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A Treatise on Good Works

The Treatise, Part II
One might shudder to be alive, simply because of the misuse and blasphemy of
the holy Name of God; through which, if it shall last much longer, we will, as I
fear, openly worship the devil as a god; so completely do the spiritual authorities
and the learned lack all understanding in these things. It is high time that we pray
God earnestly that He hallow His Name. But it will cost blood, and they who
enjoy the inheritance of the holy martyrs and are won with their blood, must again
make martyrs. Of this more another time.
I. We have now seen how many good works there are in the Second
Commandment, which however are not good in themselves, unless they are
done in faith and in the assurance of divine favor; and how much we must do, if
we take heed to this Commandment alone, and how we, alas! busy ourselves
much with other works, which have no agreement at all with it. Now follows the
Third Commandment: "Thou shalt hallow the day of rest." In the First
Commandment is prescribed our heart's attitude toward God in thoughts, in the
Second, that of our mouth in words, in this Third is prescribed our attitude toward
God in works; and it is the first and right table of Moses, on which these three
Commandments are written, and they govern man on the right side, namely, in
the things which concern God, and in which God has to do with man and man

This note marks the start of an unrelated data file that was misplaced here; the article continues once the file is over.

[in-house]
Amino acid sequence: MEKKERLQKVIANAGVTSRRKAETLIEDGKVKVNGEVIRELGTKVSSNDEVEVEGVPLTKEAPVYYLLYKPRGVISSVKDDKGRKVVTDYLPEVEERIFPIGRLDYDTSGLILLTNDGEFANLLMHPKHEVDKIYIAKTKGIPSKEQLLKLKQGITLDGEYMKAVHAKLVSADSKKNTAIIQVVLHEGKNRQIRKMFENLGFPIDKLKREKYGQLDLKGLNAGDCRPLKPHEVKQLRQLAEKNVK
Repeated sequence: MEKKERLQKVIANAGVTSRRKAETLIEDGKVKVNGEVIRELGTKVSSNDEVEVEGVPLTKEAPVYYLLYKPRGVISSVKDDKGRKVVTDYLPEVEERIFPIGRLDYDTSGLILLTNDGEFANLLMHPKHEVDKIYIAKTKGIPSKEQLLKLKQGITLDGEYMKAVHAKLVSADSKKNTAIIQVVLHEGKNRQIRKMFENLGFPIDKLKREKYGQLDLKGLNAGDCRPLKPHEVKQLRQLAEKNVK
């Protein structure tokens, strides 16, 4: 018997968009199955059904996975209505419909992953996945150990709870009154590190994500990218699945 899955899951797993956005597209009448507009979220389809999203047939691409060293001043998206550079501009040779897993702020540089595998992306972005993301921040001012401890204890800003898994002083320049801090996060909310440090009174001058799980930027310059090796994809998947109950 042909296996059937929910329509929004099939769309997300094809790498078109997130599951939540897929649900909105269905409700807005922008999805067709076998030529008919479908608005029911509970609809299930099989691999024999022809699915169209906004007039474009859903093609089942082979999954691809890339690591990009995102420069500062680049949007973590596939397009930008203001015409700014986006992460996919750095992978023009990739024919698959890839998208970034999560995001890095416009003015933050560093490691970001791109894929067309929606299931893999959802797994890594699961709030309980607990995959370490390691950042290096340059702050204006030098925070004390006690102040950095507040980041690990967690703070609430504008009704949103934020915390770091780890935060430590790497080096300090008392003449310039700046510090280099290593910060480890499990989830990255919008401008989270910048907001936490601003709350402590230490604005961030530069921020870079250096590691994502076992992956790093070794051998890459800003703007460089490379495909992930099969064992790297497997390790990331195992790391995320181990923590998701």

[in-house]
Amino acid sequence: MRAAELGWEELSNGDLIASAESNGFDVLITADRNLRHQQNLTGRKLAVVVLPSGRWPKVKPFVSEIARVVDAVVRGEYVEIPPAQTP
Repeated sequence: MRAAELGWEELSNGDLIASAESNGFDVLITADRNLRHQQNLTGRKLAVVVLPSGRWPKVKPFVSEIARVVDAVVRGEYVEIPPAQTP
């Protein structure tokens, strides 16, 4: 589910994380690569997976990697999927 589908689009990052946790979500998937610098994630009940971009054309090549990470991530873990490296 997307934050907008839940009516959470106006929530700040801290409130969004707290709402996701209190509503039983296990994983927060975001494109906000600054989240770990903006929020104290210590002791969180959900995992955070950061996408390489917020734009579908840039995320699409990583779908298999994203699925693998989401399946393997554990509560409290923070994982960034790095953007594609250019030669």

with God, without the mediation of any creature.
The first works of this Commandment are plain and outward, which we commonly
call worship, such as going to mass, praying, and hearing a sermon on holy
days. So understood there are very few works in this Commandment; and these,
if they are not done in assurance of and with faith in God's favor, are nothing, as
was said above. Hence it would also be a good thing if there were fewer saint's
days, since in our times the works done on them are for the greater part worse
than those of the work days, what with loafing, gluttony, and drunkenness,
gambling and other evil deeds; and then, the mass and the sermon are listened
to without edification, the prayer is spoken without faith. It almost happens that
men think it is sufficient that we look on at the mass with our eyes, hear the
preaching with our ears, and say the prayers with our mouths. It is all so formal
and superficial! We do not think that we might receive something out of the mass
into our hearts, learn and remember something out of the preaching, seek, desire
and expect something in our prayer. Although in this matter the bishops and
priests, or they to whom the work of preaching is entrusted, are most at fault,
because they do not preach the Gospel, and do not teach the people how they
ought to look on at mass, hear preaching and pray. Therefore, we will briefly
explain these three works.
II. In the mass it is necessary that we attend with our a hearts also; and we do
attend, when we exercise faith in our hearts. Here we must repeat the words of
Christ, when He institutes the mass and says, "Take and eat, this is My Body,